\[B_\theta = \frac{B_0}{R^3}c_\alpha\]
\[|B| = \frac{B_0}{R^3} \sqrt{1+3s_\alpha^2}\]
where \(R\) is the distance from the center of the orbit divided by the radius of Earth. Note that these equations define a polar coordinate system which depends on the angular position within the orbit and both \(B_0\) and \(R\), neither of which are given. As it turns out, we don't need those values to solve the problem. I will define a set of unit vectors fixed on the satellite body, with \(\hat{e}_r\) pointing radially outward from the orbit and \(\hat{e}_\theta\) pointing along the trajectory of the satellite. The magnetic field is then given by
\[\vec{B} = \frac{B_0}{R^3}\left(-2s_\alpha \hat{e}_r + c_\alpha \hat{e}_\theta\right)\]
Using the given definition of the magnetic reference frame, we can compute the unit vector
\[\hat{x}_{mz} = \frac{\vec{B}}{|\vec{B}|} = \frac{-2s_\alpha}{\sqrt{1+3s_\alpha^2}}\hat{e}_r + \frac{c_\alpha}{\sqrt{1+3s_\alpha^2}}\hat{e}_\theta\]
We could calculate the others unit vectors also, but there is no need. We only need one unit vector to compute the angle of the reference frame with respect to the inertial reference frame. We need to express everything in terms of an inertial reference frame, because that is the reference frame in which the angular velocity of the satellite is defined. If we define the inertial frame with \(\hat{x}_1\) pointing to the right and \(\hat{x}_2\) pointing up, then we can write 
\[\hat{e}_r = c_\alpha \hat{x}_1 + s_\alpha \hat{x}_2 \]
\[\hat{e}_\theta = -s_\alpha \hat{x}_1 + c_\alpha \hat{x}_2 \]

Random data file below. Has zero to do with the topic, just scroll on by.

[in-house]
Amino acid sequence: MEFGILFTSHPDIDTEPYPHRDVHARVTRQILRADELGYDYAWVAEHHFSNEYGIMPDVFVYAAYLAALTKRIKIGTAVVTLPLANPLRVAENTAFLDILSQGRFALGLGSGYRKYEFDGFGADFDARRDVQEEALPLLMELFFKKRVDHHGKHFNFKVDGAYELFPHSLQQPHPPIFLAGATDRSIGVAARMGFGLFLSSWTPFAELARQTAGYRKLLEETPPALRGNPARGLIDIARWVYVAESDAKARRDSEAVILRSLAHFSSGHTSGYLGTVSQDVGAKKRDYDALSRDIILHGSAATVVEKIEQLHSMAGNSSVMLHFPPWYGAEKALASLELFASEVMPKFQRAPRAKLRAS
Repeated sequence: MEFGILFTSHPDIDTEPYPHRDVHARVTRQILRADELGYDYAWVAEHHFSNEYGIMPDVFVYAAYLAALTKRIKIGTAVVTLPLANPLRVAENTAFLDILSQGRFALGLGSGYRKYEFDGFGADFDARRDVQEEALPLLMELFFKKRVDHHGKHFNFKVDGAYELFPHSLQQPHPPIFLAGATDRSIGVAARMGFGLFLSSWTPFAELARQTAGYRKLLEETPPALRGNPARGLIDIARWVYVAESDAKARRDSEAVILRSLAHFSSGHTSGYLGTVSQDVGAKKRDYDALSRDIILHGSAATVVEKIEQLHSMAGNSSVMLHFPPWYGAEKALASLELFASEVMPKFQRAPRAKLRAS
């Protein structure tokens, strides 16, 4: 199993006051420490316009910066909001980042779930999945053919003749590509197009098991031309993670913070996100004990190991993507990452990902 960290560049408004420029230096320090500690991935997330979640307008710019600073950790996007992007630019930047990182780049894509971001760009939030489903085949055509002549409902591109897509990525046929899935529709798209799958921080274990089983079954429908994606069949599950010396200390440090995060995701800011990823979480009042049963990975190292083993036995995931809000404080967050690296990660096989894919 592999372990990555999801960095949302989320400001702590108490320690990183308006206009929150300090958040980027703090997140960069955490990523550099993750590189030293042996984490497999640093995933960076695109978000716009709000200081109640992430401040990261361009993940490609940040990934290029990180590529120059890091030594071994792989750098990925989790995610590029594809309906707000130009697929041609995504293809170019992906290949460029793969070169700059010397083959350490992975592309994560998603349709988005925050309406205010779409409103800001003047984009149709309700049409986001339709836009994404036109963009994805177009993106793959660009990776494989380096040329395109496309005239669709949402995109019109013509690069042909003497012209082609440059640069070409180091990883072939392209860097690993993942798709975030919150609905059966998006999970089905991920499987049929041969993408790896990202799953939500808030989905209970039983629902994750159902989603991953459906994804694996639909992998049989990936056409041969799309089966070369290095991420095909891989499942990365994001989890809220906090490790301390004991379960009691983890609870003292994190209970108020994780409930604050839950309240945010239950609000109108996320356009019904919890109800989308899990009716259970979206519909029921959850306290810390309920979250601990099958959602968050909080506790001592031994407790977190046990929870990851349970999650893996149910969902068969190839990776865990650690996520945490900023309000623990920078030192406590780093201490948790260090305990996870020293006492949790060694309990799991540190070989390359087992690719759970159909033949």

Substitution into the equation above (and a little bit of algebra) gives
\[\hat{x}_{mz} = \left(\frac{-3s_\alpha c_\alpha}{\sqrt{1+3s_\alpha^2}}\right)\hat{x}_1 + \left(\frac{-2s_\alpha^2+c_\alpha^2}{\sqrt{1+3s_\alpha^2}}\right)\hat{x}_2\]
Ultimately, we need an expression of the angle between the magnetic reference frame and the inertial reference frame so we can take a derivative. To get this angle, we simply take a dot product. Defining \(\beta\) as the positive angle between \(\hat{x}_1\) and \(\hat{x}_{mz}\),
\[ \cos(\beta) = \hat{x}_{mz} \cdot \hat{x}_1 = \frac{-3s_\alpha c_\alpha}{\sqrt{1+3s_\alpha^2}} \]
Take the inverse cosine, and we get
\[ \beta = \cos^{-1}\left(\frac{-3s_\alpha c_\alpha}{\sqrt{1+3s_\alpha^2}}\right) \]
Now we have our expression of the angle of the magnetic reference frame. All that's left to do is take a derivative. I used Wolfram Alpha for help with this, although it can be done by hand with a fair amount of patience.
\[\dot{\beta} = \frac{-3\dot{\alpha}\left(3 s_\alpha^4 + s_\alpha^2 - c_\alpha^2 \right)}{\left(3s_\alpha^2+1\right)\sqrt{3s_\alpha^2-9s_\alpha^2 c_\alpha^2 + 1}}\]